The latest document leak from The Intercept (that's Glenn Greenwald's new web publication) comes not from Edward Snowden, it seems. Instead, an unidentified source within the intelligence community has provided The Intercept with the secret 166-page document that explains how, exactly, the government puts people on terrorist watch lists and what happens with that information.
Dirty Wars author Jeremy Scahill, along with journalist Ryan Devereaux, scoured the documents to break down the details for readers. There is a lot to examine. Looking it over, I see three major take-aways:
The standard for getting on the watch list is low. "Reasonable suspicion" is enough. The Intercept notes:
The document's definition of "terrorist" activity includes actions that fall far short of bombing or hijacking. In addition to expected crimes, such as assassination or hostage-taking, the guidelines also define destruction of government property and damaging computers used by financial institutions as activities meriting placement on a list. They also define as terrorism any act that is "dangerous" to property and intended to influence government policy through intimidation.
This combination—a broad definition of what constitutes terrorism and a low threshold for designating someone a terrorist—opens the way to ensnaring innocent people in secret government dragnets. It can also be counterproductive. When resources are devoted to tracking people who are not genuine risks to national security, the actual threats get fewer resources—and might go unnoticed.
"If reasonable suspicion is the only standard you need to label somebody, then it's a slippery slope we're sliding down here, because then you can label anybody anything," says David Gomez, a former senior FBI special agent with experience running high-profile terrorism investigations. "Because you appear on a telephone list of somebody doesn't make you a terrorist. That's the kind of information that gets put in there."
And The Intercept notes, the names on the watch list show up when local law enforcement agencies interact with the listed folks, so somebody on the list is going to be treated with even more suspicion if he or she gets pulled over for speeding (for example) and might not even know why.
This isn't a small list, by the way. The Associated Press earlier in the month noted that the federal government has added more than 1.5 million names to the watch list over the past five years, though many have also been subsequently removed.
Yes, there is profiling. There is a mechanism to elevate entire "categories of people," who are on the watch list to add to "no fly" lists, again without any evidence the individuals are actually plotting any sort of acts of terrorism:
The rulebook does not indicate what "categories of people" have been subjected to threat-based upgrades. It is not clear, for example, whether a category might be as broad as military-age males from Yemen. The guidelines do make clear that American citizens and green card holders are subject to such upgrades, though government officials are required to review their status in an "expedited" procedure. Upgrades can remain in effect for 72 hours before being reviewed by a small committee of senior officials. If approved, they can remain in place for 30 days before a renewal is required, and can continue "until the threat no longer exists."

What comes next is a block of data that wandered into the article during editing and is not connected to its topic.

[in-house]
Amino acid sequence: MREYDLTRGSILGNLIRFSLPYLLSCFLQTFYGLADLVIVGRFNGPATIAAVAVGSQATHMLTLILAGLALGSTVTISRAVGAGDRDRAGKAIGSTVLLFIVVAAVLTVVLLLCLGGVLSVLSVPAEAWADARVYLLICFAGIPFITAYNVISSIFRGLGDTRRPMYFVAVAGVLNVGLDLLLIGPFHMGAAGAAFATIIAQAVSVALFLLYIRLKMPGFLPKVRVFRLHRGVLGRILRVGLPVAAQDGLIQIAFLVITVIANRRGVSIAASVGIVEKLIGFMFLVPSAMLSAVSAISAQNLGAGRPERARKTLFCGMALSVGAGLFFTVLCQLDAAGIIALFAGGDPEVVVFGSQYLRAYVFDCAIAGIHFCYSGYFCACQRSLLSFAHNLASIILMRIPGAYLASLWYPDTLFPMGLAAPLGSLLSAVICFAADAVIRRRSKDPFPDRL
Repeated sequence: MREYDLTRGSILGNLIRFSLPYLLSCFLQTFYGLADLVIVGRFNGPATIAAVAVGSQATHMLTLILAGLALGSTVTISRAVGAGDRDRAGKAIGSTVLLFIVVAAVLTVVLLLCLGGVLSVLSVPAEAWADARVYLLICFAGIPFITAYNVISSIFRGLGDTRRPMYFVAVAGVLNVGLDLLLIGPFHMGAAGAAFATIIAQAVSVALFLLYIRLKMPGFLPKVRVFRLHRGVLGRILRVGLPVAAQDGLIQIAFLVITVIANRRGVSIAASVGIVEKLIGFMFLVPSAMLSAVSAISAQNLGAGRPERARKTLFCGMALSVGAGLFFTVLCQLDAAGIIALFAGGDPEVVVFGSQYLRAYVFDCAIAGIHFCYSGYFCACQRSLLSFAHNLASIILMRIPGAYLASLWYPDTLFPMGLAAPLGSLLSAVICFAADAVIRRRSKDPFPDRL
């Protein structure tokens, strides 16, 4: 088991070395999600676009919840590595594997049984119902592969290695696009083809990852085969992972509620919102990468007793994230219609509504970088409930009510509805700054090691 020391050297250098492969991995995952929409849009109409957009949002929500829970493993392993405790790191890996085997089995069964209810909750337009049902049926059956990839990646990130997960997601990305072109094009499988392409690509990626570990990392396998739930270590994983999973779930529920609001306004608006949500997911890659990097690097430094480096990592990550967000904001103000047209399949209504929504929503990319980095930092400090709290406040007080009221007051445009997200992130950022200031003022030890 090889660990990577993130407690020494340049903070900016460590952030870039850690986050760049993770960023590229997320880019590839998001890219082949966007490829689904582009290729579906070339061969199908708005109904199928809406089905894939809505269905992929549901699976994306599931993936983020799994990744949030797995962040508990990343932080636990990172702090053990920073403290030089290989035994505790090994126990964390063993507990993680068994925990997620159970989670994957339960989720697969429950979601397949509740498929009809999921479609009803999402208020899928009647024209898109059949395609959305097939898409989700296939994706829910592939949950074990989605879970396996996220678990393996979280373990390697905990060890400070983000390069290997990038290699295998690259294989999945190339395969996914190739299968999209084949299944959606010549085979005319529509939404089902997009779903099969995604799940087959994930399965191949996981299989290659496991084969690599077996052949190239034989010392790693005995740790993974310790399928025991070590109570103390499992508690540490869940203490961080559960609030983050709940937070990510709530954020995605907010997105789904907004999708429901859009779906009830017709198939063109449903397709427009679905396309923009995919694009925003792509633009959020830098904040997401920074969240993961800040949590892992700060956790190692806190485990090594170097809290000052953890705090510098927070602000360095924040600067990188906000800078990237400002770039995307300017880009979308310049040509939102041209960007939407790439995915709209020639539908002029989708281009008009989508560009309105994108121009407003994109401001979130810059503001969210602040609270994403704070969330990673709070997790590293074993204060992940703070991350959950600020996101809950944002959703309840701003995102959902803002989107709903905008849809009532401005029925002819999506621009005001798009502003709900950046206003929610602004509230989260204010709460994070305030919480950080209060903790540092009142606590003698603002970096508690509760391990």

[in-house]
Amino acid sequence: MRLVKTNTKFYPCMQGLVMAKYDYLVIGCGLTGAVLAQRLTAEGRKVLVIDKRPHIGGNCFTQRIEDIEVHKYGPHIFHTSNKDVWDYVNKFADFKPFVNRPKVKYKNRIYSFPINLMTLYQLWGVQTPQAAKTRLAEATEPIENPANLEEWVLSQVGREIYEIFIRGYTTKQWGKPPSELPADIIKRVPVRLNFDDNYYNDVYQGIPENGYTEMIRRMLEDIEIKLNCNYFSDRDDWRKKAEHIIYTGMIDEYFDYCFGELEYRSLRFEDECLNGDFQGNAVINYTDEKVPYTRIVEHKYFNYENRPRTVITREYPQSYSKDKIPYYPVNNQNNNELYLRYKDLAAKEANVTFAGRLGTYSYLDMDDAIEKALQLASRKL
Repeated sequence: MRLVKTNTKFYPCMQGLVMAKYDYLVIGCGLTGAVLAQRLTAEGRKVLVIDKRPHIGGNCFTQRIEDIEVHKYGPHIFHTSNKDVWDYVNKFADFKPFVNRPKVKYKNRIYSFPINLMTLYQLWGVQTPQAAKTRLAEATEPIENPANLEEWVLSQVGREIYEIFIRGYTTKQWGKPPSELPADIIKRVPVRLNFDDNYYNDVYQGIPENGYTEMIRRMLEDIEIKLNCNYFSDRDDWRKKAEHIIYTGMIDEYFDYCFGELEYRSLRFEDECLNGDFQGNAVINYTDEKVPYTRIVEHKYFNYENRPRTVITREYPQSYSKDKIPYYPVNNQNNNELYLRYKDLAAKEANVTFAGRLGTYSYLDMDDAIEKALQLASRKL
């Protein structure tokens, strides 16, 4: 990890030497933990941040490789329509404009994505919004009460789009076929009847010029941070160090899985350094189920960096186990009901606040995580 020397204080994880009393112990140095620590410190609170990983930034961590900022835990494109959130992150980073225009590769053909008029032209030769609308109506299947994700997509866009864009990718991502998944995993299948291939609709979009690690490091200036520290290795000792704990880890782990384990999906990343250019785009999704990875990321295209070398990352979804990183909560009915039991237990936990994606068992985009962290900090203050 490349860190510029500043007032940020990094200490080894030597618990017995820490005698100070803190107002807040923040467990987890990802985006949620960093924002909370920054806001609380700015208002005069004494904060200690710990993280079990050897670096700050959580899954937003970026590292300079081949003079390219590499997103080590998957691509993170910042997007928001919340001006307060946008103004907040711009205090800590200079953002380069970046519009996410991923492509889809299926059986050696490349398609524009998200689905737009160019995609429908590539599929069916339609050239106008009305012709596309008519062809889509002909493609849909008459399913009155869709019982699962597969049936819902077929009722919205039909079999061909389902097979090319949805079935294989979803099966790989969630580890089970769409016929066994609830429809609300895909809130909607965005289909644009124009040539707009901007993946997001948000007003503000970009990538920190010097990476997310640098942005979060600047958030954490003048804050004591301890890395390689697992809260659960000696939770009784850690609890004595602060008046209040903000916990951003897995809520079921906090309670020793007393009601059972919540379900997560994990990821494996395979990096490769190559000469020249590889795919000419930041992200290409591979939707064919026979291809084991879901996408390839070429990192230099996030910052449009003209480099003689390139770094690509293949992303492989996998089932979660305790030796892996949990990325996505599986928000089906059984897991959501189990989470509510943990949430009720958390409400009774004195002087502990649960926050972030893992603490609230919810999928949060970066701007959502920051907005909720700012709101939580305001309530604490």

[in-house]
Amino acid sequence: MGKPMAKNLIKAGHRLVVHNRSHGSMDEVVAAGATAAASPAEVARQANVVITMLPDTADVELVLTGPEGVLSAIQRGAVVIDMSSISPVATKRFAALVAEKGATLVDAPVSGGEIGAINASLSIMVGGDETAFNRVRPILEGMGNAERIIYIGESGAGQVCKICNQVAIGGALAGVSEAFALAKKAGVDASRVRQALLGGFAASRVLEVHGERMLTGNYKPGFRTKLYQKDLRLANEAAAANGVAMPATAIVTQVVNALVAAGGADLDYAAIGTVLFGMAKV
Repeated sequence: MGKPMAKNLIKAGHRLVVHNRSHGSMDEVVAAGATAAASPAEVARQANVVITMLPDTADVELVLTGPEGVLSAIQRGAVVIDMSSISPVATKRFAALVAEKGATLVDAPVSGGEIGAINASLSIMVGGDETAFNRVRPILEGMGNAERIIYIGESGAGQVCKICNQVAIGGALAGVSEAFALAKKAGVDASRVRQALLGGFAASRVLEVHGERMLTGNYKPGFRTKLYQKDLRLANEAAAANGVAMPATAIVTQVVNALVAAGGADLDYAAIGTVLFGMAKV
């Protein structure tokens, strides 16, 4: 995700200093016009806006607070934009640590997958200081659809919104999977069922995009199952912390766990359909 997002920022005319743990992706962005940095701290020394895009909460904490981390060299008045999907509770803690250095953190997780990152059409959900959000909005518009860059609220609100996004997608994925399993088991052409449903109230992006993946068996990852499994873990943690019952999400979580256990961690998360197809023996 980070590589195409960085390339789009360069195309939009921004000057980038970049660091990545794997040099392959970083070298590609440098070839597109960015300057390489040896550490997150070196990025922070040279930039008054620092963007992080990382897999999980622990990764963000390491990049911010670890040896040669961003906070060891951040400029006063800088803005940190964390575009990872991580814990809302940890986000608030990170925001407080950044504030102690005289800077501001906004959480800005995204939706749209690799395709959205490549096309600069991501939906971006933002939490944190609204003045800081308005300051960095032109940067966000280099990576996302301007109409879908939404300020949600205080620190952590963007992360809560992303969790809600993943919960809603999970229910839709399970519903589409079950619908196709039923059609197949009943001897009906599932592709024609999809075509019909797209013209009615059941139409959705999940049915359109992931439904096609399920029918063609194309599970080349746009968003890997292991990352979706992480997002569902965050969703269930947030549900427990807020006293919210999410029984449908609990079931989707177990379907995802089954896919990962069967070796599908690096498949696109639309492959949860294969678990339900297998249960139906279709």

"In a set of watchlisting criteria riddled with exceptions that swallow rules, this exception is perhaps the most expansive and certainly one of the most troubling," [Hina] Shamsi, the ACLU attorney, says. "It's reminiscent of the Bush administration's heavily criticized color-coded threat alerts, except that here, bureaucrats can exercise virtually standard-less authority in secret with specific negative consequences for entire categories of people."
If you're on the list, all your stuff gets picked over. If the federal government thinks you might be a terrorist, they are instructed to get as much information about you as they can when they yank you aside at airports or border crossings:
In addition to data like fingerprints, travel itineraries, identification documents and gun licenses, the rules encourage screeners to acquire health insurance information, drug prescriptions, "any cards with an electronic strip on it (hotel cards, grocery cards, gift cards, frequent flyer cards)," cellphones, email addresses, binoculars, peroxide, bank account numbers, pay stubs, academic transcripts, parking and speeding tickets, and want ads. The digital information singled out for collection includes social media accounts, cell phone lists, speed dial numbers, laptop images, thumb drives, iPods, Kindles, and cameras. All of the information is then uploaded to the TIDE database.
Screeners are also instructed to collect data on any "pocket litter," scuba gear, EZ Passes, library cards, and the titles of any books, along with information about their condition—"e.g., new, dog-eared, annotated, unopened." Business cards and conference materials are also targeted, as well as "anything with an account number" and information about any gold or jewelry worn by the watchlisted individual. Even "animal information"—details about pets from veterinarians or tracking chips—is requested. The rulebook also encourages the collection of biometric or biographical data about the travel partners of watchlisted individuals.
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